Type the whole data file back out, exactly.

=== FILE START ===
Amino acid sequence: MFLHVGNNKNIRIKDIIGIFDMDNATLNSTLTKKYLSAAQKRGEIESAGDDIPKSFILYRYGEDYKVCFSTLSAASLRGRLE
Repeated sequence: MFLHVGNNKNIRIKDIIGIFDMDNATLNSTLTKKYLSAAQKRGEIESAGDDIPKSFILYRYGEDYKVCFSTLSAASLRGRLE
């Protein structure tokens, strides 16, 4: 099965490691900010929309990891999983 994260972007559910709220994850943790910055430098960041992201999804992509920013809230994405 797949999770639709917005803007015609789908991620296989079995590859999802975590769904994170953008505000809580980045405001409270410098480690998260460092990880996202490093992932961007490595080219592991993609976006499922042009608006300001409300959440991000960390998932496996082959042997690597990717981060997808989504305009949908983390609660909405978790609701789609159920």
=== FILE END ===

Amino acid sequence: MFLHVGNNKNIRIKDIIGIFDMDNATLNSTLTKKYLSAAQKRGEIESAGDDIPKSFILYRYGEDYKVCFSTLSAASLRGRLE
Repeated sequence: MFLHVGNNKNIRIKDIIGIFDMDNATLNSTLTKKYLSAAQKRGEIESAGDDIPKSFILYRYGEDYKVCFSTLSAASLRGRLE
């Protein structure tokens, strides 16, 4: 099965490691900010929309990891999983 994260972007559910709220994850943790910055430098960041992201999804992509920013809230994405 797949999770639709917005803007015609789908991620296989079995590859999802975590769904994170953008505000809580980045405001409270410098480690998260460092990880996202490093992932961007490595080219592991993609976006499922042009608006300001409300959440991000960390998932496996082959042997690597990717981060997808989504305009949908983390609660909405978790609701789609159920």